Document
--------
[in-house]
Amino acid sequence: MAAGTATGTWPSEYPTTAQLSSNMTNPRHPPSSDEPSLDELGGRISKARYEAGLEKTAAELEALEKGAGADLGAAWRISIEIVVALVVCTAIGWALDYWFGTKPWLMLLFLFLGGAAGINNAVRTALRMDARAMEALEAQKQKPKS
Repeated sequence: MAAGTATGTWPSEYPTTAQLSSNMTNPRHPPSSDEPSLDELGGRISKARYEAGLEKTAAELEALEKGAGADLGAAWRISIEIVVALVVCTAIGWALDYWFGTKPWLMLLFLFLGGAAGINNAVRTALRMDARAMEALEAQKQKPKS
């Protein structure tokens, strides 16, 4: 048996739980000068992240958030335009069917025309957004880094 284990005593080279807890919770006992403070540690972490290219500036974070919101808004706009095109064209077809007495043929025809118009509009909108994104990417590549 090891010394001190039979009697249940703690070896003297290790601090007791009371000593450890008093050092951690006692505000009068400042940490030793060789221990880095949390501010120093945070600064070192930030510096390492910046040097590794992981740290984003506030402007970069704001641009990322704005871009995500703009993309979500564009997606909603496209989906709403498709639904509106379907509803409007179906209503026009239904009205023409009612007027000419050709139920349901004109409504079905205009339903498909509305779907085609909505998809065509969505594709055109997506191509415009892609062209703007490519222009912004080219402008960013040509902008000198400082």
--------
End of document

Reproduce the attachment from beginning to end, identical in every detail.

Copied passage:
[in-house]
Amino acid sequence: MAAGTATGTWPSEYPTTAQLSSNMTNPRHPPSSDEPSLDELGGRISKARYEAGLEKTAAELEALEKGAGADLGAAWRISIEIVVALVVCTAIGWALDYWFGTKPWLMLLFLFLGGAAGINNAVRTALRMDARAMEALEAQKQKPKS
Repeated sequence: MAAGTATGTWPSEYPTTAQLSSNMTNPRHPPSSDEPSLDELGGRISKARYEAGLEKTAAELEALEKGAGADLGAAWRISIEIVVALVVCTAIGWALDYWFGTKPWLMLLFLFLGGAAGINNAVRTALRMDARAMEALEAQKQKPKS
């Protein structure tokens, strides 16, 4: 048996739980000068992240958030335009069917025309957004880094 284990005593080279807890919770006992403070540690972490290219500036974070919101808004706009095109064209077809007495043929025809118009509009909108994104990417590549 090891010394001190039979009697249940703690070896003297290790601090007791009371000593450890008093050092951690006692505000009068400042940490030793060789221990880095949390501010120093945070600064070192930030510096390492910046040097590794992981740290984003506030402007970069704001641009990322704005871009995500703009993309979500564009997606909603496209989906709403498709639904509106379907509803409007179906209503026009239904009205023409009612007027000419050709139920349901004109409504079905205009339903498909509305779907085609909505998809065509969505594709055109997506191509415009892609062209703007490519222009912004080219402008960013040509902008000198400082």